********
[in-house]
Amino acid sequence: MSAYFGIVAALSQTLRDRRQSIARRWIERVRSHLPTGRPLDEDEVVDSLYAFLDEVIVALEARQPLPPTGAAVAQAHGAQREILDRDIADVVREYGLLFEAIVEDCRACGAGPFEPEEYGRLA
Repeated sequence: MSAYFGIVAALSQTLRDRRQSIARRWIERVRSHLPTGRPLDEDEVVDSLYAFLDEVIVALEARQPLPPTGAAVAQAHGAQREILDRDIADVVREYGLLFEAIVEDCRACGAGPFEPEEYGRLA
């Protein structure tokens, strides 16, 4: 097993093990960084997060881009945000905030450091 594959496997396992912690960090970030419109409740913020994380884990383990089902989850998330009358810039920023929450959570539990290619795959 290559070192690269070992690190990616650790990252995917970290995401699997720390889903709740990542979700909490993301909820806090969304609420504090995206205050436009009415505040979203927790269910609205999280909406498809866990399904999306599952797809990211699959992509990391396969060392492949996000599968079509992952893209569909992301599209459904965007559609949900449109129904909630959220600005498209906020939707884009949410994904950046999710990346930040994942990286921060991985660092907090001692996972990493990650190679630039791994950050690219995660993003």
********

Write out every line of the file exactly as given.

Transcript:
[in-house]
Amino acid sequence: MSAYFGIVAALSQTLRDRRQSIARRWIERVRSHLPTGRPLDEDEVVDSLYAFLDEVIVALEARQPLPPTGAAVAQAHGAQREILDRDIADVVREYGLLFEAIVEDCRACGAGPFEPEEYGRLA
Repeated sequence: MSAYFGIVAALSQTLRDRRQSIARRWIERVRSHLPTGRPLDEDEVVDSLYAFLDEVIVALEARQPLPPTGAAVAQAHGAQREILDRDIADVVREYGLLFEAIVEDCRACGAGPFEPEEYGRLA
């Protein structure tokens, strides 16, 4: 097993093990960084997060881009945000905030450091 594959496997396992912690960090970030419109409740913020994380884990383990089902989850998330009358810039920023929450959570539990290619795959 290559070192690269070992690190990616650790990252995917970290995401699997720390889903709740990542979700909490993301909820806090969304609420504090995206205050436009009415505040979203927790269910609205999280909406498809866990399904999306599952797809990211699959992509990391396969060392492949996000599968079509992952893209569909992301599209459904965007559609949900449109129904909630959220600005498209906020939707884009949410994904950046999710990346930040994942990286921060991985660092907090001692996972990493990650190679630039791994950050690219995660993003």